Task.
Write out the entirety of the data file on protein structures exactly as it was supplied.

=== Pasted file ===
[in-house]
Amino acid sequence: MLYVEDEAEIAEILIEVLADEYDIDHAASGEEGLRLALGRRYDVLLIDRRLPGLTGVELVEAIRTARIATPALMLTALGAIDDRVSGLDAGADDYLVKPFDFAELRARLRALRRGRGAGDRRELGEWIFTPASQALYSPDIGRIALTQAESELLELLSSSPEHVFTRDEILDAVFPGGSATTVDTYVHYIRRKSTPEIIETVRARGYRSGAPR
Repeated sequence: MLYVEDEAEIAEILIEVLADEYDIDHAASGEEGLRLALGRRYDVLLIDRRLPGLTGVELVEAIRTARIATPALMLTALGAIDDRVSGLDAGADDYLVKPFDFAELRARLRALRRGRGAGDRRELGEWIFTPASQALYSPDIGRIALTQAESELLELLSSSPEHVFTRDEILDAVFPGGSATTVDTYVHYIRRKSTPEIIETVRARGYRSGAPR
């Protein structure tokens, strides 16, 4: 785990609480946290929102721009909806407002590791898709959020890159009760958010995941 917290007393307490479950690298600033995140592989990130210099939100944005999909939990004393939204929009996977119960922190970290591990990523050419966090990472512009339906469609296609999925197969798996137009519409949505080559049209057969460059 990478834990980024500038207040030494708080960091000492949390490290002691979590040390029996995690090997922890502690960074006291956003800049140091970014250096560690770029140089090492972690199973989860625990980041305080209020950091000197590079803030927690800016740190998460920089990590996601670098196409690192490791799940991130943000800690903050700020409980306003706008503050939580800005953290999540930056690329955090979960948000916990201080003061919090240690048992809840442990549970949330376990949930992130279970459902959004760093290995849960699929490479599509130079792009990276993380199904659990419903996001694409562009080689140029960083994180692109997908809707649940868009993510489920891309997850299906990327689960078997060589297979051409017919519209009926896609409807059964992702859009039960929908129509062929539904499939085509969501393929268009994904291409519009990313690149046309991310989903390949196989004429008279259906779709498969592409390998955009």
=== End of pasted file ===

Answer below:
[in-house]
Amino acid sequence: MLYVEDEAEIAEILIEVLADEYDIDHAASGEEGLRLALGRRYDVLLIDRRLPGLTGVELVEAIRTARIATPALMLTALGAIDDRVSGLDAGADDYLVKPFDFAELRARLRALRRGRGAGDRRELGEWIFTPASQALYSPDIGRIALTQAESELLELLSSSPEHVFTRDEILDAVFPGGSATTVDTYVHYIRRKSTPEIIETVRARGYRSGAPR
Repeated sequence: MLYVEDEAEIAEILIEVLADEYDIDHAASGEEGLRLALGRRYDVLLIDRRLPGLTGVELVEAIRTARIATPALMLTALGAIDDRVSGLDAGADDYLVKPFDFAELRARLRALRRGRGAGDRRELGEWIFTPASQALYSPDIGRIALTQAESELLELLSSSPEHVFTRDEILDAVFPGGSATTVDTYVHYIRRKSTPEIIETVRARGYRSGAPR
């Protein structure tokens, strides 16, 4: 785990609480946290929102721009909806407002590791898709959020890159009760958010995941 917290007393307490479950690298600033995140592989990130210099939100944005999909939990004393939204929009996977119960922190970290591990990523050419966090990472512009339906469609296609999925197969798996137009519409949505080559049209057969460059 990478834990980024500038207040030494708080960091000492949390490290002691979590040390029996995690090997922890502690960074006291956003800049140091970014250096560690770029140089090492972690199973989860625990980041305080209020950091000197590079803030927690800016740190998460920089990590996601670098196409690192490791799940991130943000800690903050700020409980306003706008503050939580800005953290999540930056690329955090979960948000916990201080003061919090240690048992809840442990549970949330376990949930992130279970459902959004760093290995849960699929490479599509130079792009990276993380199904659990419903996001694409562009080689140029960083994180692109997908809707649940868009993510489920891309997850299906990327689960078997060589297979051409017919519209009926896609409807059964992702859009039960929908129509062929539904499939085509969501393929268009994904291409519009990313690149046309991310989903390949196989004429008279259906779709498969592409390998955009």